Other signals also affect the activity of the complex. For instance the hormone insulin also also activates pyruvate kinase and the glycolysis pathway, spurring cellular use of internalized glucose.

Figure 6.68 – Pyruvate dehydrogenase complex with three phosphorylation sites in red marked by arrows.Wikipedia

Figure 6.69 – The citric acid cycle. Image by Aleia Kim


Citric acid cycle reactions

The usual starting point point for consideration of the Citric Acid Cycle itself is the addition of acetyl-CoA to oxaloacetate (OAA) to form citrate.

Acetyl-CoA for the pathway can come from a variety of sources. The reaction joining it to OAA is catalyzed by citrate synthase and is quite energetically downhill. This, in turn, helps to “pull” the malate dehydrogenase reaction preceding it in the cycle.

In the next reaction, citrate is isomerized to isocitrate by action of the enzyme called aconitase.

Isocitrate is a branch point in plants and bacteria for the glyoxylate cycle.

Oxidative decarboxylation of isocitrate by isocitrate dehydrogenase produces the first NADH and yields α-ketoglutarate.

This five carbon intermediate is a branch point for synthesis of the amino acid glutamate. In addition, glutamate can also be made easily into this intermediate in the reverse reaction. Decarboxylation of α-ketoglutarate produces succinyl-CoA and is catalyzed by α-ketoglutarate dehydrogenase.

The enzyme α-ketoglutarate dehydrogenase is structurally very similar to pyruvate dehydrogenase and employs the same five coenzymes – NAD+, FAD, CoA-SH, thiamine pyrophosphate, and lipoamide.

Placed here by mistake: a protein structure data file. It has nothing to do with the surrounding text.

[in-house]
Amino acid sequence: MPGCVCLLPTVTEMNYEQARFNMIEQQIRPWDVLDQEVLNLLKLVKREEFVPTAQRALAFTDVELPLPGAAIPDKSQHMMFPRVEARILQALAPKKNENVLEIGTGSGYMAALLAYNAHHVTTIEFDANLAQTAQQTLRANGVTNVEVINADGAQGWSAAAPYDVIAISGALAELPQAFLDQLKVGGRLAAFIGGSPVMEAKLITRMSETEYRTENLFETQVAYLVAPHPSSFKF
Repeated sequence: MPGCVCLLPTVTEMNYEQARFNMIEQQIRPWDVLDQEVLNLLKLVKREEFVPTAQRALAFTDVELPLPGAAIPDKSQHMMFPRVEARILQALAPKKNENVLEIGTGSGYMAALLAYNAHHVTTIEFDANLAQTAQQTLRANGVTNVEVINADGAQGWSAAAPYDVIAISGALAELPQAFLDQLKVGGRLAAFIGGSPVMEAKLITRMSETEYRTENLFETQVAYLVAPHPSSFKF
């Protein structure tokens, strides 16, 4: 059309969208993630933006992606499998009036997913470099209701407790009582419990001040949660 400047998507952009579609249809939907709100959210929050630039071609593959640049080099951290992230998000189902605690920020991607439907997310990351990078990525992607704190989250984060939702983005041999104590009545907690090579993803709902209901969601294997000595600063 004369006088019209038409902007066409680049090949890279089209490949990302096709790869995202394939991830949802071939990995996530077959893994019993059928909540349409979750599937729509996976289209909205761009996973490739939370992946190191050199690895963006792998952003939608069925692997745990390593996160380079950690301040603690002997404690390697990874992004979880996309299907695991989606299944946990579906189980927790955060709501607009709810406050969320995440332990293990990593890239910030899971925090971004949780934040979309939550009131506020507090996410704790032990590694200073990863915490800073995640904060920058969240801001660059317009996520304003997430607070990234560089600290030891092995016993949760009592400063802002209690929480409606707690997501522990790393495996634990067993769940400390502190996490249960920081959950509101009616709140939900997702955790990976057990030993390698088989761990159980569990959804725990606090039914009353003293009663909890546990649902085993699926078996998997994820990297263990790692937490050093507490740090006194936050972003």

These coenzymes include derivatives of the vitamins Niacin, Riboflavin, and Thiamin.

Note that at this point the cycle has produced 2 NADH molecules (reducing NAD+) during oxidation-reduction reactions. Two carbons have been ‘lost’ from the cycle as carbon dioxide, leaving four carbons from the 6-carbon citrate.

The reduced NADH can feed the Electron Transport Chain, contributing to the formation of ATP via oxidative phosphorylation.

Regeneration of oxaloacetate

The remainder of the citric acid cycle involves conversion of the four carbon succinyl-CoA into oxaloacetate. Succinyl-CoA is a branch point for the synthesis of heme. Succinyl-CoA is converted to succinate in a reaction catalyzed by succinyl-CoA synthetase (named for the reverse reaction) and a GTP is produced, as well – the only substrate level phosphorylation in the cycle.

The energy for the synthesis of the GTP comes from energy released during hydrolysis of the thioester bond between succinate and the CoA-SH.

Succinate Oxidation

Oxidation of succinate occurs in the next step, catalyzed by succinate dehydrogenase. This interesting enzyme both catalyzes this reaction and participates in the electron transport system, funneling electrons from the FADH2 it gains in the reaction to coenzyme Q. The product of the reaction, fumarate, gains a water across its trans double bond in the next reaction, catalyzed by fumarase to form malate.

Fumarate is also a byproduct of nucleotide metabolism and of the urea cycle. Malate is important also for transporting electrons across membranes in the malate-aspartate shuttle  and in ferrying carbon dioxide from mesophyll cells to bundle sheath cells in C4 plants.

Figure 6.70 – Succinyl-CoA synthetase mechanism

Figure 6.71 – Succinate dehydrogenase embedded in the mitochondrial inner membrane (top). Wikipedia